If the final days of the CD are not eagerly anticipated by label managers, it’s still a topic for contemplation and ongoing discussion.
It’s a given: money has to come from somewhere before discs get released. It’s just that the need for dough is more on the surface in all realms of the always-struggling little realm of contemporary American music.
It’s said over and again: recordings are over and done with, except for all those CDs that keep getting released every month; it’s similar to the even more familiar drone that nobody ever listens to contemporary music, except there’s so much of it around all the time.
Four years ago, NewMusicBox featured an in-depth look at the role new American music plays at the Van Cliburn International Piano Competition; this year the Cliburn has once again held an American Composers Invitational and Mason Bates appears to be the big winner.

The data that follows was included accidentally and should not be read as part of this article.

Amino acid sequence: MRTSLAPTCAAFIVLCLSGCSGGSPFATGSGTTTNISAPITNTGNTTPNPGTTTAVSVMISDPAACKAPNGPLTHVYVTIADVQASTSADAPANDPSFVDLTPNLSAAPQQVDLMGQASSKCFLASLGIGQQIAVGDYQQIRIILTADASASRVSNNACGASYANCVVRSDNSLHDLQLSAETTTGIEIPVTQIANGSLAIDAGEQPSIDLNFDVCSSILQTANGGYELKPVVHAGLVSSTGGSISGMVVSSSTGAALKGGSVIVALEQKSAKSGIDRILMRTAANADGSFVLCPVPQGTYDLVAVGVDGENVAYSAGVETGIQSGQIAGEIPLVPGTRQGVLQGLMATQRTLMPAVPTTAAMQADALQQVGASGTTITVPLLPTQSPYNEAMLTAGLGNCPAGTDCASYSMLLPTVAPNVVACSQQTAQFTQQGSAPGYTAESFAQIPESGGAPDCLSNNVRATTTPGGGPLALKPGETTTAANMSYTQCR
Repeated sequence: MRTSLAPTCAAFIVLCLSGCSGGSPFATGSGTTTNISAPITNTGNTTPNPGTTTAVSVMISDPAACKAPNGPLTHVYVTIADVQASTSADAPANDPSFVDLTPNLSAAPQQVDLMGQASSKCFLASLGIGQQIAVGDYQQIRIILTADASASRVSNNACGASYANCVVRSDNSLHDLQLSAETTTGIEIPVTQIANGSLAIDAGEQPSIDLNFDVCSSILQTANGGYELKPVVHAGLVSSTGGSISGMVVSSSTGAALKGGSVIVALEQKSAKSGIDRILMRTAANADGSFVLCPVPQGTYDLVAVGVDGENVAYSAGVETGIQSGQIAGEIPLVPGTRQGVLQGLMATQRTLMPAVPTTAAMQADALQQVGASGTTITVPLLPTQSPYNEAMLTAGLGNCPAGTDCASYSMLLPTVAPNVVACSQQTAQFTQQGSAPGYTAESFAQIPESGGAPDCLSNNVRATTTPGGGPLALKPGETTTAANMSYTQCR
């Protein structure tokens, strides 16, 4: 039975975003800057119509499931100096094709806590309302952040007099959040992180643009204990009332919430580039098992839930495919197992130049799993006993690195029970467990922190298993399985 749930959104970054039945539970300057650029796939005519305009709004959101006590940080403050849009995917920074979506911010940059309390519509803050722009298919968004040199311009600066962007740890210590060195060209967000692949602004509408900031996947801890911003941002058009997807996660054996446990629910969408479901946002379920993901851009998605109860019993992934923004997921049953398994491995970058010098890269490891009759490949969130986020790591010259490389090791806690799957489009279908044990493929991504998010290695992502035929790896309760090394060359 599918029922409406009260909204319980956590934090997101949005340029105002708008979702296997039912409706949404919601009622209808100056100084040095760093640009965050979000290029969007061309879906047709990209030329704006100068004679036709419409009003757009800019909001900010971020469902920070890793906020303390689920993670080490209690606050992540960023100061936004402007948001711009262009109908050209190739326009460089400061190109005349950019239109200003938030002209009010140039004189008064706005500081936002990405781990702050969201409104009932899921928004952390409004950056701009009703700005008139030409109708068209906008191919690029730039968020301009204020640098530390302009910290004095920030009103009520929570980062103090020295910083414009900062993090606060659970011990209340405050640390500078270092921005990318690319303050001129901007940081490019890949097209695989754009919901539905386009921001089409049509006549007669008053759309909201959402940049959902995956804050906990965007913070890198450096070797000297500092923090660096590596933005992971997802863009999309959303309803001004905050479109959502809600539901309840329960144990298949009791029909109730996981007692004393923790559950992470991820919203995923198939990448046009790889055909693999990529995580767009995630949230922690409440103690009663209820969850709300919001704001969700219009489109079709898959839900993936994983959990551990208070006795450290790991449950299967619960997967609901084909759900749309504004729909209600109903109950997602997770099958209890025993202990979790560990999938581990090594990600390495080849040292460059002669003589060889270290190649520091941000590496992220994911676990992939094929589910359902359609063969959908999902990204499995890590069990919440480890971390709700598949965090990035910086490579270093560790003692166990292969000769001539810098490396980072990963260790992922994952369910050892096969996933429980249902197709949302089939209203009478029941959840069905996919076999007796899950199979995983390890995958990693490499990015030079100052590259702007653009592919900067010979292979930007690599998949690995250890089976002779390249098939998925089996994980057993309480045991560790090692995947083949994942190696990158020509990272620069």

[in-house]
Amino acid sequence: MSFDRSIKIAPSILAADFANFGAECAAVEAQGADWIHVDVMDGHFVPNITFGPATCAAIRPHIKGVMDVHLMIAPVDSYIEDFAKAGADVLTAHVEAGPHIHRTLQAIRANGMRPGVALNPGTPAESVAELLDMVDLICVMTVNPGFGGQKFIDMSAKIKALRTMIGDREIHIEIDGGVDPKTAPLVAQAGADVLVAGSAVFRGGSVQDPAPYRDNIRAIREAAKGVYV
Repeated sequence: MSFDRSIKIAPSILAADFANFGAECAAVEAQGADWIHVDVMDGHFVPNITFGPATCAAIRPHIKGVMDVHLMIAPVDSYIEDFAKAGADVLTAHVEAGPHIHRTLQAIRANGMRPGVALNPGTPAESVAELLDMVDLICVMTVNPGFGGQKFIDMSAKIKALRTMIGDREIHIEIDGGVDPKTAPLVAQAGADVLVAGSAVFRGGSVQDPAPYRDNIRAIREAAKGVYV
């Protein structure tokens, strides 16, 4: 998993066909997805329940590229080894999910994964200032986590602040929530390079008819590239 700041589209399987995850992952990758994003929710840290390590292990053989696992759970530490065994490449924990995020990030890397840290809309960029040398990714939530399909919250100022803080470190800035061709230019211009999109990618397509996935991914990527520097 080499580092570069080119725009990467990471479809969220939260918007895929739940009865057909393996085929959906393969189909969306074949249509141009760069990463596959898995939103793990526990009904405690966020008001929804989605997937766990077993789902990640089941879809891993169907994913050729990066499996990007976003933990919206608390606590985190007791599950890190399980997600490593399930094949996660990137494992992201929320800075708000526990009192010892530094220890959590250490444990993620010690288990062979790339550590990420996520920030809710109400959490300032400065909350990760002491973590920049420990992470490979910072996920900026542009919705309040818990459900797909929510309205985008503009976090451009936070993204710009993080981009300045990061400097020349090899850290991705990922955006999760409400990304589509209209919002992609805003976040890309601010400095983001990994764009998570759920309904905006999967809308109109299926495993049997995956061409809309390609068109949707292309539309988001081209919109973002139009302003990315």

The new Experimental Media and Performing Arts Center on the campus of Rensselaer Polytechnic Institute in Troy, New York, is set to open on Friday, October 3, 2008.
The Cliburn’s second American Composers Invitational included works by five Americans: Sebastian Currier, Jennifer Higdon, Daniel Kellogg, Jan Krzywicki, and Ruth Schonthal.
Everybody had nametags at the National Performing Arts Convention in Pittsburgh last month. But with the exception of the composers, you had to get up close to read what world they came from—symphony, opera, chorus, or dance.
As American orchestras perform an increasing number of premieres each season, it is all the more difficult to obtain that elusive second performance. A major roadblock toward that goal is the frequent inability of composers—and their publishers and agents—to secure recordings of concert performances for use in promoting new works.